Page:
What's included in condo insurance?
Your condo insurance coverage can be set up to protect you, your condo, and your property so that if something goes wrong you’ll have the backing you need at a time when you need it most. Some of the things you’ll want your condo insurance coverage to include are:
Your personal property. Basically, your stuff, your property, your contents. Stuff that can really add up in the event of a loss—clothing, appliances, furniture, pots, pans, linens, electronics, computers, sound systems, golf clubs and the like.
Your personal liability. If someone visits you and slips and falls in your unit because they tripped over your area rug, you could be held liable if sued and your condo insurance coverage would kick in. Liability also provides coverage for damage you might accidentally cause to other parts of the building. For example, misadventures in the kitchen that start a fire and cause damage to the units of neighbours, would likely be covered by your condo insurance policy.
Upgrades you’ve made to personalize your home. Just like any other homeowner, there’s always something you may want to improve or change. If you renovate your unit and make upgrades to it (say for example, you add a Jacuzzi bathtub, lay better carpet, install hardwood, add new cabinetry, or a granite countertop) the value of these improvements will be factored in, in the event of a loss like fire.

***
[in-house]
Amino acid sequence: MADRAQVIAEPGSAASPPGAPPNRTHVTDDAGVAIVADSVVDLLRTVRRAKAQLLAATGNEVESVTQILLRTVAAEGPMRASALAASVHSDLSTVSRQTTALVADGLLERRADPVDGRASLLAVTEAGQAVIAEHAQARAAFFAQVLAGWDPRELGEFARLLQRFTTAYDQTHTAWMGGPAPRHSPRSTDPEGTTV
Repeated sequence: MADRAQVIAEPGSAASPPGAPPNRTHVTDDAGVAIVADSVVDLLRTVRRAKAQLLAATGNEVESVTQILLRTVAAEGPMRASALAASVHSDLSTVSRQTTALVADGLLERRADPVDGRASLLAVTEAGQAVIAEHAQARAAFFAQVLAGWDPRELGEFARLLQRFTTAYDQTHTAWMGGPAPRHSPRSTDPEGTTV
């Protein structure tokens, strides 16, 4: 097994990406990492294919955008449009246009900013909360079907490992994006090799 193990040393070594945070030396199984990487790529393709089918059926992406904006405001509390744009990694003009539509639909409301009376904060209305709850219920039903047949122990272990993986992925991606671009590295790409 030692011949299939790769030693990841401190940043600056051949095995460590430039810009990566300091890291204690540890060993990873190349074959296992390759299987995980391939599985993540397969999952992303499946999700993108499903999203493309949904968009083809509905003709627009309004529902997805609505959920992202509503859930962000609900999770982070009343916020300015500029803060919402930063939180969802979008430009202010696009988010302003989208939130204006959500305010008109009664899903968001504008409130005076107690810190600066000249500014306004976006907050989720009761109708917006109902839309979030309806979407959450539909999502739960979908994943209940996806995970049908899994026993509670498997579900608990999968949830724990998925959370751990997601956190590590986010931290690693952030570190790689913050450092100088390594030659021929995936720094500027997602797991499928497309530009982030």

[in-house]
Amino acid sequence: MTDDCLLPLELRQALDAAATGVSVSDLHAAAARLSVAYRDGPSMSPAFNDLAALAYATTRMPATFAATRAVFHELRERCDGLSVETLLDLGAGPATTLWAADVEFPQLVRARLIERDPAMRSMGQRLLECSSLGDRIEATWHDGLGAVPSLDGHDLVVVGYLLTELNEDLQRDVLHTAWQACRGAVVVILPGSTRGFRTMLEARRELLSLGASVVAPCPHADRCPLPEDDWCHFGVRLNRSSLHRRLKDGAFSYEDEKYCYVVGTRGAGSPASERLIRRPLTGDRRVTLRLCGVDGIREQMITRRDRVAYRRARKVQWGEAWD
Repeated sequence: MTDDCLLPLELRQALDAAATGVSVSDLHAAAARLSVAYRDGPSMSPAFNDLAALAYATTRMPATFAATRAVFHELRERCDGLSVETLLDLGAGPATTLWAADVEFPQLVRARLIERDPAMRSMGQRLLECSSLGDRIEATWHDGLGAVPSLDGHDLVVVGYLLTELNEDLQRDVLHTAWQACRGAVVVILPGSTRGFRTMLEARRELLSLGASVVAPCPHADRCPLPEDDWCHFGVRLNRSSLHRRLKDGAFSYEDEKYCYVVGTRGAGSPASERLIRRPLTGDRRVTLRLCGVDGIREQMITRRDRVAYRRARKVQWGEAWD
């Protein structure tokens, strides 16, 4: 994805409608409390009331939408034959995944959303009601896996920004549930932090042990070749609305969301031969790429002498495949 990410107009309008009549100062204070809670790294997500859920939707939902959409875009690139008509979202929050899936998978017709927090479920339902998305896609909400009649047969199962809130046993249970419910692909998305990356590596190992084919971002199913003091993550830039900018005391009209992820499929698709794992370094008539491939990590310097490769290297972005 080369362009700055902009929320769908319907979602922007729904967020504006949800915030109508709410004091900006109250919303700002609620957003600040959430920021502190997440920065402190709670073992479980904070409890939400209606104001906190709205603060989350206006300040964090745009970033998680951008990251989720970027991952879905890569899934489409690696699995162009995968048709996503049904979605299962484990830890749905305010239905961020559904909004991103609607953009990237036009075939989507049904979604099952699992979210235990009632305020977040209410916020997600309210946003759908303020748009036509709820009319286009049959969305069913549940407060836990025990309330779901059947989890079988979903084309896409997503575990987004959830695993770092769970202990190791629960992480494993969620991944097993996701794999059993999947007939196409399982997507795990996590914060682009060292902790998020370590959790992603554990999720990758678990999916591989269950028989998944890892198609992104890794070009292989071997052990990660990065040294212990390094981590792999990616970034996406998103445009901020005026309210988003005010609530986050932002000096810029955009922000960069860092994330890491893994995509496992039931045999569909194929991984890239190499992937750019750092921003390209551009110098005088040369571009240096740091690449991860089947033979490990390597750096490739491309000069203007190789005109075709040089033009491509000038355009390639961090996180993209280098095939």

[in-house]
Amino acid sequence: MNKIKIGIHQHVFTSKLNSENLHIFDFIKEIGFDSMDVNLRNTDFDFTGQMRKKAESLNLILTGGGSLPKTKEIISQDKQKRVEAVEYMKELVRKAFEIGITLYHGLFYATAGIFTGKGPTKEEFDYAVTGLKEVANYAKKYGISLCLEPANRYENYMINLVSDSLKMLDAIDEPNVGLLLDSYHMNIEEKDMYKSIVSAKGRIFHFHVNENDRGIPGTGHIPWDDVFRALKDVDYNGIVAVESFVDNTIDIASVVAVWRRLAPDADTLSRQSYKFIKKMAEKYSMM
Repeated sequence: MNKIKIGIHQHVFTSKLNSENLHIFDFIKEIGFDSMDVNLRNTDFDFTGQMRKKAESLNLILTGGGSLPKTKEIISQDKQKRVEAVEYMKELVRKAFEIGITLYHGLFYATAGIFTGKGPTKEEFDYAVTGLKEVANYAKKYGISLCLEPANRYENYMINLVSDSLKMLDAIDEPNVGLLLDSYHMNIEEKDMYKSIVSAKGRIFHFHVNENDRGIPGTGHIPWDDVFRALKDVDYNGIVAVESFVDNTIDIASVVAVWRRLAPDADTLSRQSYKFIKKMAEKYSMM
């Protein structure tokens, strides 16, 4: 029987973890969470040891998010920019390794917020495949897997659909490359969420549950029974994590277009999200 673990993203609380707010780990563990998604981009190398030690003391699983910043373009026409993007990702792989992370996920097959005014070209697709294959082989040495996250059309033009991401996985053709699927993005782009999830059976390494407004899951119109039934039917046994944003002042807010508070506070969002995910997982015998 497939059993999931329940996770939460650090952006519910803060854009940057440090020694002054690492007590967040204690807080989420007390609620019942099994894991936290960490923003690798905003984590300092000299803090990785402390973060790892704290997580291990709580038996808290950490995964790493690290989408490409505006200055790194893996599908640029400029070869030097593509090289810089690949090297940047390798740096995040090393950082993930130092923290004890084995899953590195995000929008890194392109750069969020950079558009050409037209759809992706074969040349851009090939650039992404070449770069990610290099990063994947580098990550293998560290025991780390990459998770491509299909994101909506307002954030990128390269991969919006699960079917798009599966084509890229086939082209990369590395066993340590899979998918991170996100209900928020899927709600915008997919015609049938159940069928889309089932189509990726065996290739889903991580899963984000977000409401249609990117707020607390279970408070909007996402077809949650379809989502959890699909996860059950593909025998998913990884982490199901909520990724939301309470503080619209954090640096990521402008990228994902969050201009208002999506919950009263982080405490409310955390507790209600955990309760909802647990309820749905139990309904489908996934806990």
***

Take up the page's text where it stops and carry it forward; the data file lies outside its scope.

Living expenses. If you cannot live in your condo unit while repairs are being made after an insured loss, your condo insurance will also help to cover some of your additional living expenses, such as moving costs, a hotel room, storage and more.
These four components typically make up the foundation of a condo insurance policy.
What determines the cost of condo insurance?
There are a wide variety of factors insurance companies consider when deciding how much to charge you for your condo insurance. Insurance companies analyze these factors and determine the likelihood that you or a group of people with the same set of circumstances as you will make a claim and how much it will cost. Some of these factors include:
Where you live
Type of heating source
Type of electrical distribution
Primary use of your home
Your claims history
Proximity to fire hydrant and fire station
Proximity to surrounding businesses
Cost to rebuild